Category Archives: The Man in Cell 41

Lyle’s Sketch/Project of the Day: Fenrir-themed Viking Shield

I thought it would be fun to do a literary art/wood project, so I started brainstorming. While wasting time browsing Amazon, I found a place that sold a shield boss (that’s the round metal part in the center). Well you know I just had to have it. Now, about 4 months later, my Prose Edda literary art/wood project is complete! Here’s the stages of the project in photos. Enjoy!

My shield boss from Amazon
Next, I went to Lowe’s and bought a round tabletop blank and cut a hole in the center and routed out the sharp edge.
Once the boss was dry-fit, I marked out the hole
Shield boss pattern for later
Then I gave it two good primer spray coats
After finding the circumference center, I split the top in half with tape and a board to catch the overspray and painted half white.
After that dried, I repeated the process for the other half in green. The colors were simply ones I liked. No particular meaning.
In the end, I came out with this split-color shield blank
Then came the design elements. I decided to theme this project on Norse mythology in honor of my Finnish and Norwegian ancestry. I chose the great wolf, Fenrir, for the theme. This is the sketch pattern for the design of Fenrir.

In Norse Mythology, Fenrir is a wolf born of Loki and giantess Angrboda, the mother of monsters. Fenrir grew at an alarming rate to the Norse Gods and frightened them. Odin was particularly interested in seeing something done about this great and terrible beast when it was prophesied the wolf would devour and kill him during Ragnarok. The Gods tricked Fenrir into a game of strength by binding him with different strengths of chain to see if he could break them. He broke them all.

Little did Fenrir know that Odin went to the greatest craftsmen among the dwarves for a binding that could not be broken. They had just the thing: gleipnir. The super-strong silken bands were an enchanted concoction of a woman’s beard, a fish’s breath, root of a mountain, bird spittle, sinew of a bear, and the final ingredient, the sound of a cat’s footfall. Mixed together, they made an unbreakable bond.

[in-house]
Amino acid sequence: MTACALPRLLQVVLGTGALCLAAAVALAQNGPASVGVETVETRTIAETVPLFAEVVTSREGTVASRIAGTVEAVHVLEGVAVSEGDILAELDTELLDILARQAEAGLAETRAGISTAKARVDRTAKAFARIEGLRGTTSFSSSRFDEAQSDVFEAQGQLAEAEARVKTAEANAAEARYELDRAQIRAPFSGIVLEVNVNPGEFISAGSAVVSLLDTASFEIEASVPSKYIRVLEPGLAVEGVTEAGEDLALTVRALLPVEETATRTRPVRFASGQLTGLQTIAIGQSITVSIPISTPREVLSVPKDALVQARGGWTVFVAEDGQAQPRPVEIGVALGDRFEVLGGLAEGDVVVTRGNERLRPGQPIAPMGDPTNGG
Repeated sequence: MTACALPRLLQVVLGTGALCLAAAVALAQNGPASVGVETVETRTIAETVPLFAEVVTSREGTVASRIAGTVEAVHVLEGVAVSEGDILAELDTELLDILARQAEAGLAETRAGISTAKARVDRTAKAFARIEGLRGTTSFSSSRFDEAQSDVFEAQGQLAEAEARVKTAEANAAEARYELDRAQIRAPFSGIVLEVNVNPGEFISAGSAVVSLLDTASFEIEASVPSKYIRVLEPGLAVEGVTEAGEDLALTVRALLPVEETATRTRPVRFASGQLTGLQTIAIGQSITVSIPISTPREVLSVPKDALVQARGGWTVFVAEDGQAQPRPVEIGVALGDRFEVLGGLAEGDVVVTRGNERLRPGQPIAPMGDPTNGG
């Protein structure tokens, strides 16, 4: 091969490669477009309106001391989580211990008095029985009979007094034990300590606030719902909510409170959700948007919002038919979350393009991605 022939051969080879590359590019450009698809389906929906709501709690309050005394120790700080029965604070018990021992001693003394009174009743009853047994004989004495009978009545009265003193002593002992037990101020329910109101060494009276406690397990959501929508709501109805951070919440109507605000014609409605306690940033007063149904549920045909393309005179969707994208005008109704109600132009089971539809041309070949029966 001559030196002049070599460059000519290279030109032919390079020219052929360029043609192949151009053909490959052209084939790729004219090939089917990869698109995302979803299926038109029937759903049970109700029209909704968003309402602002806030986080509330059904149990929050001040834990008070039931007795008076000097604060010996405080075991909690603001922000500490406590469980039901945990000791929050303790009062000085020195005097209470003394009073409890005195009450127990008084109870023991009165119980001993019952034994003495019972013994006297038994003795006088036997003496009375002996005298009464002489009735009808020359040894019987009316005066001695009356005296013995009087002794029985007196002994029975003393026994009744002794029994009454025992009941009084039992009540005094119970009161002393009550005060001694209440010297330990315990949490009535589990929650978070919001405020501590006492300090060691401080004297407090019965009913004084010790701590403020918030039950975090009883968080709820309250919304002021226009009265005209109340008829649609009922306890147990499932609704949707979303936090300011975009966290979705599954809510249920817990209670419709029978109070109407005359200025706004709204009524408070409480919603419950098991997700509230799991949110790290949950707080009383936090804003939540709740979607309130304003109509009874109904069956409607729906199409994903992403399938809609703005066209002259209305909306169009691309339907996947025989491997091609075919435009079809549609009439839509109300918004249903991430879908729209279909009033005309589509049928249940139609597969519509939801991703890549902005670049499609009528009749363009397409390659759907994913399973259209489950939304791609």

Fenrir was wary of the God’s enthusiasm for this game, so when Odin proposed he try to escape a gleipnir binding, Fenrir demanded Tyr, the Norse God of Justice and Fenrir’s only friend among them, place his hand in Fenrir’s mouth while he tried to escape the gleipnir. They bound him up and as expected, he couldn’t break the binding. Fenrir bit off Tyr’s hand as he struggled to free himself but the binding grew tighter with every thrash and twist. Before long, the great wolf was trapped.

Fenris faces Thor concept art.

From there, Odin had Fenrir imprisoned on the isle of Lyngvi where the beast would be kept until Ragnarok. While Fenrir was free, he had two sons; Hati, the one who hates, and Skoll, the one who mocks. The white wolf, Hati, would forever chase the moon while his brother, the black wolf, Skoll, would chase the sun. Once the brothers succeeded, they would devour the heavenly bodies and herald the coming of Ragnarok. They would then free their father to take his revenge on Odin and bring about the end of the world.

The valknut symbol, often associated with Odin and Fenrir. Three interlocking and never-ending triangles.
The pattern for Hati and Skoll.
I cut them out to stencil onto the shield below.
I traced the outline of my design sketches to paint.
Four coats of black laid the foundation for the detailing to begin.
Laying in and painting details for the valknut, Hati and Skoll. Then came Fenrir. I used paint pens and acrylics for the details.
Once the designs were fully transferred, detail work was underway. Here’s my final detail on Fenrir.
Detail for Skoll, who chases the sun, with his binding rune.
Detail for Hati, who chases the moon, with his binding rune.